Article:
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What is the potential impact of the WTO services agreement on state higher education policy?

Tennessee is known for the quality and diversity of its institutions of higher education: great public universities like Tennessee and Memphis; public community colleges like Dyersburg State and Chattanooga State Technical College; and private institutions like Vanderbilt, Fisk, and Sewanee.  Higher Education in Tennessee is not, however, isolated from the pressures and opportunities of economic globalization.

International trade in higher education services is a big business for the United States and for Tennessee.  Foreign students studying at Tennessee colleges and universities bring in substantial income to the state, not only in tuition and fees but also from their spending for housing, consumer goods and services.  Almost every college and university recruits foreign students for general enrollment, for special degree programs such as Vanderbilt Law School's LL.M (master of laws) degree program for foreign lawyers, for exchange programs such as the University of Tennessee Institute of Agriculture's exchange programs with universities in Thailand, Mexico, and Jamaica, and similar ventures.

Higher education services also can be outsourced thanks to advances in internet and information technology and new techniques in remote learning.  For-profit institutions of higher education, such as the University of Phoenix, and Australian and U.K. institutions with their 'open university" traditions are aggressively marketing higher education services employing on-line and computer automated remote learning techniques.  If back-office accounting and call-center services can with the help of information technology be outsourced to India, then why should not computer-automated and on-line foreign language classes or even masters programs in international business administration be substantially outsourced to the United States, the U.K, Singapore, China or Australia?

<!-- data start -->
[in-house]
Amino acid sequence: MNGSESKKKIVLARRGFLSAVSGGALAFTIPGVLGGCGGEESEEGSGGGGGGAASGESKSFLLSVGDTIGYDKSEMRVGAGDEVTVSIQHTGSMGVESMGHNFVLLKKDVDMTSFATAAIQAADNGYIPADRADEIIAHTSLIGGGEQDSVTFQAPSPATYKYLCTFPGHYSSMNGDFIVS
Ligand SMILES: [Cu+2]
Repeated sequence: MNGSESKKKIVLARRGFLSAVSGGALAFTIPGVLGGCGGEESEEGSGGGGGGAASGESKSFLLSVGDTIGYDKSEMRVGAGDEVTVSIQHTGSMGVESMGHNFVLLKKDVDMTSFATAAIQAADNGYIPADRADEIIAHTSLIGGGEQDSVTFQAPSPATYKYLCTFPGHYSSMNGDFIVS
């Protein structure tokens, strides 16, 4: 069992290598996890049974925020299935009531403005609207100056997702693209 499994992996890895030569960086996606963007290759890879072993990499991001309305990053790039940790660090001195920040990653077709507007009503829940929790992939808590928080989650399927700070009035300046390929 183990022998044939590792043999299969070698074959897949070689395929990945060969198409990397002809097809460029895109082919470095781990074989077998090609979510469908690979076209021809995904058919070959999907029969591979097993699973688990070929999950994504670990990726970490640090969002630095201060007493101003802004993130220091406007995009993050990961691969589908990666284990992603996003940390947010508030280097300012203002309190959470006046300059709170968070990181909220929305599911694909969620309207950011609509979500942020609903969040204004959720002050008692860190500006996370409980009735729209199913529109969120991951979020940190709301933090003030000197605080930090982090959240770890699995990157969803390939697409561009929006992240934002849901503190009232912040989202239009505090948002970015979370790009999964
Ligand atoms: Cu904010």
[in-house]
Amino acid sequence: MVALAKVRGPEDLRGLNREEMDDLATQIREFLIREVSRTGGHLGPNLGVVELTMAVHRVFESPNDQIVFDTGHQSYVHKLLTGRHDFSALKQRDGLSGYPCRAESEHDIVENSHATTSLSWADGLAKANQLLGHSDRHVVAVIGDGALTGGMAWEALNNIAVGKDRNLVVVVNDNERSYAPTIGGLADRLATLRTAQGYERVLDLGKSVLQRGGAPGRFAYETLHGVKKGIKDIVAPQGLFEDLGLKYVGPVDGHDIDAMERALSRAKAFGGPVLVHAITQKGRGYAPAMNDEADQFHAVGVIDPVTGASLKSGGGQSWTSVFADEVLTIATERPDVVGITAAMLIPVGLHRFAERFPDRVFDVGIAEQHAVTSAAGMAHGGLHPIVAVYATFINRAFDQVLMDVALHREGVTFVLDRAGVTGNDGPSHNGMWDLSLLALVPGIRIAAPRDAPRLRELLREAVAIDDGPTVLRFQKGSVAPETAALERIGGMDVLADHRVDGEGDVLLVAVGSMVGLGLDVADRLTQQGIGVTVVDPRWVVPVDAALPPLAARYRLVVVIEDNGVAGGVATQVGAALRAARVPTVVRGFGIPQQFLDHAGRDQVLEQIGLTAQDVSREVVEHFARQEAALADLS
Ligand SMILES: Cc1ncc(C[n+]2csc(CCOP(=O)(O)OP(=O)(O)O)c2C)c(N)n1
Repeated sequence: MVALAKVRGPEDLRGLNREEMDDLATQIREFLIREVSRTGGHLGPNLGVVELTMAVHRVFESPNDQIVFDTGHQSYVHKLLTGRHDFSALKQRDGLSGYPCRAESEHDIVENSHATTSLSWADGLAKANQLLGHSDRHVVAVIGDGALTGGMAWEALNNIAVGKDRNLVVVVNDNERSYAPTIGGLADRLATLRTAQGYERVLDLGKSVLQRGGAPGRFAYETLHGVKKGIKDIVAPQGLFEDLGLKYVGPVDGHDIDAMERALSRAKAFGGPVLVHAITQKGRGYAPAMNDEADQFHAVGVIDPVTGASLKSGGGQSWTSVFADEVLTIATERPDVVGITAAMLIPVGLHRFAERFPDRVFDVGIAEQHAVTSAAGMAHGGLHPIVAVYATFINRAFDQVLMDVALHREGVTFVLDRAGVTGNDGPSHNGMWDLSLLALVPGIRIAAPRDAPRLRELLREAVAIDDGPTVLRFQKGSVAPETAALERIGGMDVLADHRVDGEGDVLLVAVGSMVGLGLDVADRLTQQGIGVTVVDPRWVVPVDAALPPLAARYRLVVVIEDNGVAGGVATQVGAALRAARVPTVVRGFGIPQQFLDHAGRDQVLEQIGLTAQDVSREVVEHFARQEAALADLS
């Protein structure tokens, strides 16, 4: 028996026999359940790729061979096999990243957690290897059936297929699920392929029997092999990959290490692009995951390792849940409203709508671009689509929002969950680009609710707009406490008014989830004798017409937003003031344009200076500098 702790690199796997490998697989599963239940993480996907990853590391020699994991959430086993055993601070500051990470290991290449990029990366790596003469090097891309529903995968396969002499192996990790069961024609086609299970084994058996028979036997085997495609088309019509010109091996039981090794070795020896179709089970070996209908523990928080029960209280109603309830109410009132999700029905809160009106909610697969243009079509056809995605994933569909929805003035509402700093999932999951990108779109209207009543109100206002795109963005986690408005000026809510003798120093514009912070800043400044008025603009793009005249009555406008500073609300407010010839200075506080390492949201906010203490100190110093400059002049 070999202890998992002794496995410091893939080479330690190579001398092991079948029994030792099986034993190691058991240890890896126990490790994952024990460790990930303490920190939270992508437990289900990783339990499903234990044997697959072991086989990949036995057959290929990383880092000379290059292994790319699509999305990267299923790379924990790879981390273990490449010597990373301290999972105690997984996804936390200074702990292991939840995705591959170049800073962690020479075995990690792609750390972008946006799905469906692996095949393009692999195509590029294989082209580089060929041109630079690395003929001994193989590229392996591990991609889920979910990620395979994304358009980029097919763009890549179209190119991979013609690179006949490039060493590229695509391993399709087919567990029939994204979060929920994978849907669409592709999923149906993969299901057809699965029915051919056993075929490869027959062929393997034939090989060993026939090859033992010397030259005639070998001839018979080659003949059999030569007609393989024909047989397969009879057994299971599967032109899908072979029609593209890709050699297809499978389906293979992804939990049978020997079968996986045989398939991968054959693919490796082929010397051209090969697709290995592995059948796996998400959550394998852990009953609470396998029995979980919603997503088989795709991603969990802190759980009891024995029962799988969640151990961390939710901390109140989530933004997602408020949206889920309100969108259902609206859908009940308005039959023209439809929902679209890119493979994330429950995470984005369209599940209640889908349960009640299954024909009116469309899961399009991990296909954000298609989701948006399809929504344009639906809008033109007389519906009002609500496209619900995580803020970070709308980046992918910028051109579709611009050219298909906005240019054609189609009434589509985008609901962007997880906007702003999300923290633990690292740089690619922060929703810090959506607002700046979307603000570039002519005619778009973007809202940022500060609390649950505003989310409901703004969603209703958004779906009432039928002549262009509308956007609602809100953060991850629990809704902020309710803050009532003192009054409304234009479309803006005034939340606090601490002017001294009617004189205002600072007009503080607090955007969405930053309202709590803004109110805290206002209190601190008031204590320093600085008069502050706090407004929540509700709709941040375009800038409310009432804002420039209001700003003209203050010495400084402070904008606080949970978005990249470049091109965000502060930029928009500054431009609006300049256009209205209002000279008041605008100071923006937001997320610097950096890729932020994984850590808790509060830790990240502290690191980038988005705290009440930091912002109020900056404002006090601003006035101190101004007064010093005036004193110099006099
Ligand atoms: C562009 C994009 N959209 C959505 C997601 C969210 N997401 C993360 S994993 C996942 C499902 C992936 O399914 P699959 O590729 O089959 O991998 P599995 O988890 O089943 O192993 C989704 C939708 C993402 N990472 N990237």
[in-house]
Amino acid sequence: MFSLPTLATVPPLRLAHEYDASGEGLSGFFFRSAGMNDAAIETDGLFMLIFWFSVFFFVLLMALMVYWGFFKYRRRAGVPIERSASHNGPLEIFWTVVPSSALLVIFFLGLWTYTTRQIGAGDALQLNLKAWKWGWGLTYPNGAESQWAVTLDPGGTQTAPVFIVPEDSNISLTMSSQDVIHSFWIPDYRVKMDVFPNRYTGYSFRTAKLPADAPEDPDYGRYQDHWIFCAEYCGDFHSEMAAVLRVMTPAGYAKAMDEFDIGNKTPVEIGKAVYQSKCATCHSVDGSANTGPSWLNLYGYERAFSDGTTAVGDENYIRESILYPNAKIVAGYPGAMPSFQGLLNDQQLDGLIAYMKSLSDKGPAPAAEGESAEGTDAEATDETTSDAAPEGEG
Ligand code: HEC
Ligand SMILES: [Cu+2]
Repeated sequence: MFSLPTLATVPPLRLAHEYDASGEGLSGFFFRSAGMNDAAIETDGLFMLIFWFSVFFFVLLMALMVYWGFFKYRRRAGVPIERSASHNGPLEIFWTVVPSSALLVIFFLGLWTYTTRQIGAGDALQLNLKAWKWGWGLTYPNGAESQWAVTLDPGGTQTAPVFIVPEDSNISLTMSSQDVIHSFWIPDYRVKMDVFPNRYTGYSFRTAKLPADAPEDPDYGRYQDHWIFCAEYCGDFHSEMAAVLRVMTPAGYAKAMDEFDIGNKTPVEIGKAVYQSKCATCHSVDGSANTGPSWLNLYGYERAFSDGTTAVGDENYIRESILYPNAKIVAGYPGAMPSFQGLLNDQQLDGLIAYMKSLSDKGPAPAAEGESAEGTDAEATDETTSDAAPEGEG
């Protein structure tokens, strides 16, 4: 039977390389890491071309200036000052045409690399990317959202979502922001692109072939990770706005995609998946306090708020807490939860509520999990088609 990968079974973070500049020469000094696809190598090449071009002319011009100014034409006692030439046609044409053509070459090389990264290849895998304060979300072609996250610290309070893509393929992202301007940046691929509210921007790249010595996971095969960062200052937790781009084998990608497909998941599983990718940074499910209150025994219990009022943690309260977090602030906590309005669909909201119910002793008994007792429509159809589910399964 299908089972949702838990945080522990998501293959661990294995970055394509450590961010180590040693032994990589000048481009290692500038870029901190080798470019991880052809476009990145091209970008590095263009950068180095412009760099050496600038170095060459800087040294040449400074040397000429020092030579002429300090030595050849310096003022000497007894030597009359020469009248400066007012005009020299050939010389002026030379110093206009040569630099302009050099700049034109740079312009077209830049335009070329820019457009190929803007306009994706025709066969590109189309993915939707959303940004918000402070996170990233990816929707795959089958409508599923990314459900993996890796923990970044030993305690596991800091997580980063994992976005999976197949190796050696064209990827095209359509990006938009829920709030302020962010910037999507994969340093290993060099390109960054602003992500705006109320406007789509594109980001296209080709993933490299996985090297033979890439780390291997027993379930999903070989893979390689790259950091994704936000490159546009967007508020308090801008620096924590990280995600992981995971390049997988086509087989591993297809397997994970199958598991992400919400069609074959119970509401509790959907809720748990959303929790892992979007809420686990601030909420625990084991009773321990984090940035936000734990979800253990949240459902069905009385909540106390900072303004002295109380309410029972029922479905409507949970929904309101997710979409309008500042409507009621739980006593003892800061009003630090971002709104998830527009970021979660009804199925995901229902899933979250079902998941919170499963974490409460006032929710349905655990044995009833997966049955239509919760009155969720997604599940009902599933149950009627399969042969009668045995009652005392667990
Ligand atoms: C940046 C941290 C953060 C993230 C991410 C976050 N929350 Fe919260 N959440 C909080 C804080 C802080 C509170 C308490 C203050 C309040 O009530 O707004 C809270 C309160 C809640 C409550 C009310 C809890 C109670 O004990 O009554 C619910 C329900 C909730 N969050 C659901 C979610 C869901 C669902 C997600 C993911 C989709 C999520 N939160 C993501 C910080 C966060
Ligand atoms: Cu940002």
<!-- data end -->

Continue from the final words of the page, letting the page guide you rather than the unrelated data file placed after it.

According to the American Council on Education:

Trade in higher education services has grown over the last few years into a global market estimated at $30 billion in 1999. The United States earned an estimated $8.5 billion from this trade in 1997, making it the country's fifth largest service export. The United States is by far the largest provider of education services, followed by the United Kingdom and Australia. In 2000, the United States proposed to add higher education services to the negotiations with other GATS members.

It should come as no surprise, then, that coverage of international trade in higher education services under the General Agreement on Trade in Services (GATS) is being actively considered by the World Trade Organization in Geneva. What might be surprising is that the United States made an offer for international regulation of higher education services under the GATS. 

These WTO negotiations and the U.S. offer to cover higher education have proved controversial, as they raise fundamental questions about the character, purpose, and value of higher education.  The most fundamental questions relate to the extent that colleges and universities are devoted to commercial values and the economic interests of all involved and how much weight cultural and purely academic values and interests ought to be given?  And, a host of questions are also raised related to how much authority over the governance and regulation of higher education, which in the U.S. are largely a state responsibility, should appropriately be ceded to the World Trade Organization.

The American Council on Education and other associations of U.S. colleges and universities oppose the current U.S. proposal to cover higher education services under the WTO General Agreement on Trade in Services (GATS). 

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